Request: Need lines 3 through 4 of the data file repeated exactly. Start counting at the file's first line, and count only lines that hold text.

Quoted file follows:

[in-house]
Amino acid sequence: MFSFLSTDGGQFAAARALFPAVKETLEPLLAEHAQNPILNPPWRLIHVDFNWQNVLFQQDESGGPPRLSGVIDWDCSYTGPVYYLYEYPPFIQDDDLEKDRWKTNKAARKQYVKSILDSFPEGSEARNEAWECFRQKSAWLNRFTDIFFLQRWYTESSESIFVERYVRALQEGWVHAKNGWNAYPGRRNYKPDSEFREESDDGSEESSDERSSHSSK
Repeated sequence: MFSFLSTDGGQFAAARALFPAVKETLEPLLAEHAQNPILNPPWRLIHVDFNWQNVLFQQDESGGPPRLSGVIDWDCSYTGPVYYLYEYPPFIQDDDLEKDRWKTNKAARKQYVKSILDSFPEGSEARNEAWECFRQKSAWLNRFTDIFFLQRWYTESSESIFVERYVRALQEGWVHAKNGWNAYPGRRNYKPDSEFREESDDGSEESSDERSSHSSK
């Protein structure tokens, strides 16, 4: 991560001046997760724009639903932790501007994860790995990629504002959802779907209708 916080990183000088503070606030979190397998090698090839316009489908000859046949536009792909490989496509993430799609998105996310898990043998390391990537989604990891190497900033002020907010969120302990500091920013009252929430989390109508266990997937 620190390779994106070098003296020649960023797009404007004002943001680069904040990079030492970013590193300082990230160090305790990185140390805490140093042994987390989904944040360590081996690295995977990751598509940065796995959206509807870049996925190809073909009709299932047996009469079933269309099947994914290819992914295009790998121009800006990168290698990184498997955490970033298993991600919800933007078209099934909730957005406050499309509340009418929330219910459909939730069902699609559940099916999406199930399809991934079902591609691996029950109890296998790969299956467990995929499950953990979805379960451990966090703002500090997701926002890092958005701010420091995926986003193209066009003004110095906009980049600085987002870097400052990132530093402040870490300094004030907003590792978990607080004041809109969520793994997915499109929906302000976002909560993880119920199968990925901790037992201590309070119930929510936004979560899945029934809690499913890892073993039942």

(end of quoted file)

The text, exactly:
Repeated sequence: MFSFLSTDGGQFAAARALFPAVKETLEPLLAEHAQNPILNPPWRLIHVDFNWQNVLFQQDESGGPPRLSGVIDWDCSYTGPVYYLYEYPPFIQDDDLEKDRWKTNKAARKQYVKSILDSFPEGSEARNEAWECFRQKSAWLNRFTDIFFLQRWYTESSESIFVERYVRALQEGWVHAKNGWNAYPGRRNYKPDSEFREESDDGSEESSDERSSHSSK
């Protein structure tokens, strides 16, 4: 991560001046997760724009639903932790501007994860790995990629504002959802779907209708 916080990183000088503070606030979190397998090698090839316009489908000859046949536009792909490989496509993430799609998105996310898990043998390391990537989604990891190497900033002020907010969120302990500091920013009252929430989390109508266990997937 620190390779994106070098003296020649960023797009404007004002943001680069904040990079030492970013590193300082990230160090305790990185140390805490140093042994987390989904944040360590081996690295995977990751598509940065796995959206509807870049996925190809073909009709299932047996009469079933269309099947994914290819992914295009790998121009800006990168290698990184498997955490970033298993991600919800933007078209099934909730957005406050499309509340009418929330219910459909939730069902699609559940099916999406199930399809991934079902591609691996029950109890296998790969299956467990995929499950953990979805379960451990966090703002500090997701926002890092958005701010420091995926986003193209066009003004110095906009980049600085987002870097400052990132530093402040870490300094004030907003590792978990607080004041809109969520793994997915499109929906302000976002909560993880119920199968990925901790037992201590309070119930929510936004979560899945029934809690499913890892073993039942």